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"Ellos no importan."

Translation:They do not matter.

1
5 years ago

67 Comments


https://www.duolingo.com/surascoot
surascoot
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how would you tell the difference between "they do not matter" and "they do not import"

170
Reply35 years ago

https://www.duolingo.com/ceaer
ceaer
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"to import" is a transitive verb (requires a direct object), and "to matter" is an intransitive verb (no direct object).

"Ellos no importan" has no direct object, so it is the intransitive verb, "matter".

"Ellos no importan comida" (with "comida" being the direct object) would use the transitive verb: They do not import food.

365
Reply265 years ago

https://www.duolingo.com/surascoot
surascoot
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that makes enough sense, thank you. But for the sake of knowledge, if you were discussing a company with a friend and wanted to say "they don't import" would it make sense because it's situational? I know it wouldn't be that hard to just add "no importan cosas", but I'm picky :P thanks for your help

65
Reply5 years ago

https://www.duolingo.com/ceaer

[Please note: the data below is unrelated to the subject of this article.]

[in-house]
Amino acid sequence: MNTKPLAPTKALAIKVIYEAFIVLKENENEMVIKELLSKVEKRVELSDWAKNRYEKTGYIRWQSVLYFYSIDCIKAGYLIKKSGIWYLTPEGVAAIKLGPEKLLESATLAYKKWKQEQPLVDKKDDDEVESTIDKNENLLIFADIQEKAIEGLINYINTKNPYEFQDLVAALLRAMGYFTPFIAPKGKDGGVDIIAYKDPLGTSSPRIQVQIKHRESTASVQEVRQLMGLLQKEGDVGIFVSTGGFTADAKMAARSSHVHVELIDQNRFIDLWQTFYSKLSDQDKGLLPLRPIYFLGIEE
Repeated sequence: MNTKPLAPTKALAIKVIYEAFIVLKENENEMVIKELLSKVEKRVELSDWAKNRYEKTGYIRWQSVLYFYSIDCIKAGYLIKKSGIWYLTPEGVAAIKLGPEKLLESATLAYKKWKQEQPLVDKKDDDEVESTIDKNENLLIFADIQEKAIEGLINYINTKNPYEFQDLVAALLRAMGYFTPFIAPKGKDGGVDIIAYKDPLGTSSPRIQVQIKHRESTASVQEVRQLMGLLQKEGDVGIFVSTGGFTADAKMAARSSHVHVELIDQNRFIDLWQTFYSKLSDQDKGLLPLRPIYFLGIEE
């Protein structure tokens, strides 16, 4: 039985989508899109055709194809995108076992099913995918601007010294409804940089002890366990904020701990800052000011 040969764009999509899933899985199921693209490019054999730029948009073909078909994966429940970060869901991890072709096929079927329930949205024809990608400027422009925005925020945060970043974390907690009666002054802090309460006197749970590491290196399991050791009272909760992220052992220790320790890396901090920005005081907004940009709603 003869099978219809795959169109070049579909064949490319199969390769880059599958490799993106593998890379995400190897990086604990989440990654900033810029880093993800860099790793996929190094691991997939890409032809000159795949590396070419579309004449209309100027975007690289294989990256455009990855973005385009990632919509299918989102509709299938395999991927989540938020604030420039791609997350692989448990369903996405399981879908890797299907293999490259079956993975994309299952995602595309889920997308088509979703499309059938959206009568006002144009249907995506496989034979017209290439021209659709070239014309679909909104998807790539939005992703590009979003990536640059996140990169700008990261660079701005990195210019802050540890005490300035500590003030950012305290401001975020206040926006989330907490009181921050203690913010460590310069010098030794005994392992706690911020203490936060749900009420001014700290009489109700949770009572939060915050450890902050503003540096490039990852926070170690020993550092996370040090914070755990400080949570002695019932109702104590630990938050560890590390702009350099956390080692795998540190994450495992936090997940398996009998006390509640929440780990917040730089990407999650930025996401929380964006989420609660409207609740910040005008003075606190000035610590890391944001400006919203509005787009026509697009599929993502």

ceaer
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Yes, that would be fine since there's a context.

44
Reply5 years ago

https://www.duolingo.com/mortisimago
mortisimago
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I think you would say "Ellos no importan nada". "nothing" could be the direct object.

1
Reply3 months ago

https://www.duolingo.com/megan5marie

"Import" is transitive, but that does not mean that the object must literally be in the sentence. "They do not import" is a perfectly grammatical sentence in English; in that case, the object is understood. (If "they" is a mattress company, the object is probably mattresses.) It's called an "implied object", and from what I've read--though I am a beginner--implied objects are used in Spanish as well. So ceaer's answer is actually irrelevant to surascoot's original question.

The answer to surascoot's question, I think, is that it's purely based on context and that "They do not import" should be an acceptable answer here. I may be wrong, and if I am, I hope someone tells me.

21
Reply13 years ago

https://www.duolingo.com/Anthony348691

Got it. Thanks.

0
Reply1 year ago

https://www.duolingo.com/Owlspotting
Owlspotting
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I wonder why there is no "se" in the "(don't) matter" sense of "(no) importar"

0
Reply7 months ago

https://www.duolingo.com/Itayau
Itayau
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this sentence makes me sad :*(